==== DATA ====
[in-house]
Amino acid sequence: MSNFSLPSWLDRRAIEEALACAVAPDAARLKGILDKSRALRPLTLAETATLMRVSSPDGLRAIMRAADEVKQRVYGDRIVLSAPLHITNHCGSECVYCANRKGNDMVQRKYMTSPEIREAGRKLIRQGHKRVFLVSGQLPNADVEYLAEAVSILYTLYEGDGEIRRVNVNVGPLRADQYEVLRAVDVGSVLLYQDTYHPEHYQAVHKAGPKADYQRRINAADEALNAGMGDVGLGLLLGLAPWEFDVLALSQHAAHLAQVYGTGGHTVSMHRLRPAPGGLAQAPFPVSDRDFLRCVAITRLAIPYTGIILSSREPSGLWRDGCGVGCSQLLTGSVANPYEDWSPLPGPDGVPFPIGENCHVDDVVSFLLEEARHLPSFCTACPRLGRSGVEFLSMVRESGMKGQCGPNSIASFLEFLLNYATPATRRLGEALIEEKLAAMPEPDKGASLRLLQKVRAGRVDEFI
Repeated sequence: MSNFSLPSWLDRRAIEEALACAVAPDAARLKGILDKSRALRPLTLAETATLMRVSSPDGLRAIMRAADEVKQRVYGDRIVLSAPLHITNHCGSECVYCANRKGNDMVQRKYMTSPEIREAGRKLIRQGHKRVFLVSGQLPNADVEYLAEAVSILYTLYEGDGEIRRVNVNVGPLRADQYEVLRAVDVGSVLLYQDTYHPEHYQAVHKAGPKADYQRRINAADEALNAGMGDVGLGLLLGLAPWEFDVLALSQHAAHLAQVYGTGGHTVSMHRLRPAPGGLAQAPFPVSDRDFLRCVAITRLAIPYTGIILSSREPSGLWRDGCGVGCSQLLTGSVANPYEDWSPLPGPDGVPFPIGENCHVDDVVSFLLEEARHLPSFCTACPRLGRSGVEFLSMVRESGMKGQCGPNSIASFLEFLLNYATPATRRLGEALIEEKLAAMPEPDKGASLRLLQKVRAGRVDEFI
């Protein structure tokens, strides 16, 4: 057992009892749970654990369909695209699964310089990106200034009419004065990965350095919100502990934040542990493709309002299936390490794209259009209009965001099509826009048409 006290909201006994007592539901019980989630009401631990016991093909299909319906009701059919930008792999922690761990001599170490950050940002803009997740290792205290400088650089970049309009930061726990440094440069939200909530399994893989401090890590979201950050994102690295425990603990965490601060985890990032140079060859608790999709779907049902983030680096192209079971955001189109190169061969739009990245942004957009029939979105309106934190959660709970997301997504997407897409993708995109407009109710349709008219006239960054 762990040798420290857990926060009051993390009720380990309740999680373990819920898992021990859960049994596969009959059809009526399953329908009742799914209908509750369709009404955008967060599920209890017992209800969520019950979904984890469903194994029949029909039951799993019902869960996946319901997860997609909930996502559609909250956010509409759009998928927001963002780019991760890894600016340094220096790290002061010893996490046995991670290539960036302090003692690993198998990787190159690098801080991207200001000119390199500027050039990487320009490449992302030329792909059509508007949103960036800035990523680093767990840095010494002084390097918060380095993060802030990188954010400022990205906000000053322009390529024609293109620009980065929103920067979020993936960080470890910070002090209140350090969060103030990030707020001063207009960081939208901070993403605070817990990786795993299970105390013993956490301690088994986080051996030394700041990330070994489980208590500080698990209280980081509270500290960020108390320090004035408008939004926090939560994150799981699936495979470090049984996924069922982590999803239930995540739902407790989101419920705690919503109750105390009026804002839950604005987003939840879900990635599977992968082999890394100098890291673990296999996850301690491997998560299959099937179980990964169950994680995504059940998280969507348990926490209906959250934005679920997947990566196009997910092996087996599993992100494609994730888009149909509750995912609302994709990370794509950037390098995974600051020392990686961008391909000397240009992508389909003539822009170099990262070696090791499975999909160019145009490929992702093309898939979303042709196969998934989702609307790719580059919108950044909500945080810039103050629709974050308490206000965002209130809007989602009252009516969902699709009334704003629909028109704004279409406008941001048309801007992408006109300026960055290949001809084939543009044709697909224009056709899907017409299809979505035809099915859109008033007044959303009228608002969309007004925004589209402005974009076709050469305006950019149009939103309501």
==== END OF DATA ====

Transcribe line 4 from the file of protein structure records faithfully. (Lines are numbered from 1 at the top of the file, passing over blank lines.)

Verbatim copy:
């Protein structure tokens, strides 16, 4: 057992009892749970654990369909695209699964310089990106200034009419004065990965350095919100502990934040542990493709309002299936390490794209259009209009965001099509826009048409 006290909201006994007592539901019980989630009401631990016991093909299909319906009701059919930008792999922690761990001599170490950050940002803009997740290792205290400088650089970049309009930061726990440094440069939200909530399994893989401090890590979201950050994102690295425990603990965490601060985890990032140079060859608790999709779907049902983030680096192209079971955001189109190169061969739009990245942004957009029939979105309106934190959660709970997301997504997407897409993708995109407009109710349709008219006239960054 762990040798420290857990926060009051993390009720380990309740999680373990819920898992021990859960049994596969009959059809009526399953329908009742799914209908509750369709009404955008967060599920209890017992209800969520019950979904984890469903194994029949029909039951799993019902869960996946319901997860997609909930996502559609909250956010509409759009998928927001963002780019991760890894600016340094220096790290002061010893996490046995991670290539960036302090003692690993198998990787190159690098801080991207200001000119390199500027050039990487320009490449992302030329792909059509508007949103960036800035990523680093767990840095010494002084390097918060380095993060802030990188954010400022990205906000000053322009390529024609293109620009980065929103920067979020993936960080470890910070002090209140350090969060103030990030707020001063207009960081939208901070993403605070817990990786795993299970105390013993956490301690088994986080051996030394700041990330070994489980208590500080698990209280980081509270500290960020108390320090004035408008939004926090939560994150799981699936495979470090049984996924069922982590999803239930995540739902407790989101419920705690919503109750105390009026804002839950604005987003939840879900990635599977992968082999890394100098890291673990296999996850301690491997998560299959099937179980990964169950994680995504059940998280969507348990926490209906959250934005679920997947990566196009997910092996087996599993992100494609994730888009149909509750995912609302994709990370794509950037390098995974600051020392990686961008391909000397240009992508389909003539822009170099990262070696090791499975999909160019145009490929992702093309898939979303042709196969998934989702609307790719580059919108950044909500945080810039103050629709974050308490206000965002209130809007989602009252009516969902699709009334704003629909028109704004279409406008941001048309801007992408006109300026960055290949001809084939543009044709697909224009056709899907017409299809979505035809099915859109008033007044959303009228608002969309007004925004589209402005974009076709050469305006950019149009939103309501």